What is it about Vermeer that fascinates us so much? Is it the scarcity of his paintings? The mystery of the life of the artist dubbed “The Sphinx of Delft” by 19th-century art critic Théophile Thoré-Bürger? Or is it the way his paintings make us feel as we contemplate them and are drawn into a world of peaceful concentration? I vote for the latter. The wonderful exhibition that opened at the Louvre last week offers us 12 of Vermeer’s extant 34 paintings, all a joy to behold, accompanied by works on related themes by his contempor-
This interesting and instructive exhibition goes far in showing us how the artists of the Dutch Golden Age borrowed from each other and adapted subjects and techniques, as artists always have done and always will do.
Those contemporaries were no slouches, but somehow in each room you enter, it is the work by Vermeer that leaps out at you. Although that effect may be due to the fame and familiarity of his relatively few paintings, I think it goes beyond that.
Vermeer was a genius at suggesting rather than showing everything, and he worked with an economy of expression that not all of his Dutch counterparts mastered. Just compare two of the paintings on this page, Vermeer’s “The Lacemaker” (c. 1669-70) above and “Young Woman Sewing” (1655), by Nicolas Maes.The Maes painting is lovely, with the girl concentrated on her task bathed in a circle of light from an unknown source amid dark surroundings. But just look at the way Vermeer zooms in on his subject in “The Lacemaker,” stripping out the extraneous. We feel her total concentration and almost enter into it. There are few distractions, not because they disappear into dark corners as in the other painting, but because of the tight focus on the woman, her hands and her handiwork.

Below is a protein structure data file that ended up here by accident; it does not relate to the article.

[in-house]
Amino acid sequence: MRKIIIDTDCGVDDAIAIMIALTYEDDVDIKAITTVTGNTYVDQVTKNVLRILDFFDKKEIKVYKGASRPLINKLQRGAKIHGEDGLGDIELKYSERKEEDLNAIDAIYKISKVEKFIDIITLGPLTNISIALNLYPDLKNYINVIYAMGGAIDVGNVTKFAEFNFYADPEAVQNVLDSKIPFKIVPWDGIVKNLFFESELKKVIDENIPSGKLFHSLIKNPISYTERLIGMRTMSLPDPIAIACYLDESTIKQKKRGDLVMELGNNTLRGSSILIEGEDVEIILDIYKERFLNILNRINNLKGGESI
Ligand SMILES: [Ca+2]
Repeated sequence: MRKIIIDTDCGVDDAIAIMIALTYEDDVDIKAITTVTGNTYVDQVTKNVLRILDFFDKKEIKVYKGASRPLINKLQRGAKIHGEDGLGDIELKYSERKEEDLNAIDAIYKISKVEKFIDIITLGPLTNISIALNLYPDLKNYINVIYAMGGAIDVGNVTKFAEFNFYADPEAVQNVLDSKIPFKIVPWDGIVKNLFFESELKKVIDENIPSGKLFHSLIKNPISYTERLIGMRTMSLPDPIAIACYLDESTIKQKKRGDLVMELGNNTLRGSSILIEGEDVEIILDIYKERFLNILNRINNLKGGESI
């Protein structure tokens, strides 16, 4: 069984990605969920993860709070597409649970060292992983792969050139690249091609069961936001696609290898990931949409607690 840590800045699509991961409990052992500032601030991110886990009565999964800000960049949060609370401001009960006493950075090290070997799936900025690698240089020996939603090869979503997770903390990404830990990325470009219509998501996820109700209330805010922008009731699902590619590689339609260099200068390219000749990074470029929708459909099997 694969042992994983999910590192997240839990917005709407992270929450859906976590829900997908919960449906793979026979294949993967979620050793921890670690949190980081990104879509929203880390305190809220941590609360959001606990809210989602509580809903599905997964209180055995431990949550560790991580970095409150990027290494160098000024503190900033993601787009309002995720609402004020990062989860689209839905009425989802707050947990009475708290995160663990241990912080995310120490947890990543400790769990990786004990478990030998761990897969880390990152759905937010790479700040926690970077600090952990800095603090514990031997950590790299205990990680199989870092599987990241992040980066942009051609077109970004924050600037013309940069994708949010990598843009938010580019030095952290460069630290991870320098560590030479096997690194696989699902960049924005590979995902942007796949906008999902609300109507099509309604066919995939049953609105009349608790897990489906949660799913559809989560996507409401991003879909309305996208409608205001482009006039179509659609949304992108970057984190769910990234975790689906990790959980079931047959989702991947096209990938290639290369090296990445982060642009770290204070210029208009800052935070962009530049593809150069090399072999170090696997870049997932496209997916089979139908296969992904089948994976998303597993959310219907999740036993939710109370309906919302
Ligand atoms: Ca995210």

Looking at this painting for a long time had an almost physical effect on me, slowing everything down and filling me with a feeling of pure calmness.
This masterpiece, by the way, belongs to the Louvre (as does Vermeer’s “The Astronomer”), and once the exhibition has finished touring, it will once again be on display in Paris.
Many of the Vermeer paintings in the show inspired the same feeling, especially “Women Holding a Balance” (c. 1664), which opens the show; “Woman with a Pearl Necklace” (1663-64); and “A Lady Writing a Letter, with her Maid” (c. 1670). In the latter, a woman sits at a table, intent on writing a letter, apparently in a fit of passion (a crumpled letter bearing the red seal of the sender has been thrown to the floor, and she is sitting in an apparently unaccustomed place for writing, where the light falls so that her hand would cast a shadow on the page).
Contrasting with her intensity is the placid pose of the servant standing behind her, taking advantage of her mistress’s distraction to steal a glance out the window. The light from the window picks out the two women, while the rest of the room remains in shadow, so that the painting on the wall behind them, “The Finding of Moses” – thought by some critics to represent a theme of reconciliation, perhaps the hoped-for goal of the letter being written – is hard to make out.
The works by other painters surrounding each of the 12 Vermeer paintings include many wonderful pieces by such masters as Jan Steen (notably his provocative “Woman at her Toilet”), Pieter de Hooch, Gerard Dou, Frans van Mieris (a number of exquisite works), Samuel Van Hoogstraten (his lovely “View of an Interior, or The Slippers” is one of the few paintings with no humans in it), Gerard Ter Borch and several others.
We would certainly be thrilled to see paintings by these artists at any time, but Vermeer’s still speak strongly to us from across the centuries – ironic considering that he was pretty much forgotten until his rediscovery in the 19th century – perhaps because there is something eminently modern about them.
Two of Vermeer’s most famous paintings, “View of Delft” (1660-61) and “Girl with a Pearl Earring” (1665), are, alas, not included in the show, but we can only be thankful that we have so many of them gathered together in Paris.
After it ends at the Louvre on May 22, this exhibition will travel to the National Gallery of Ireland and then the National Gallery of Art in Washington, D.C. In the meantime, we are being spoiled here with a feast of works from the Dutch Golden Age at the Louvre: “Masterpieces of the Leiden Collection: The Age of Rembrandt” (through May 22) and “Drawing the Everyday: Holland in the Golden Age” (March 16-June 12).Favorite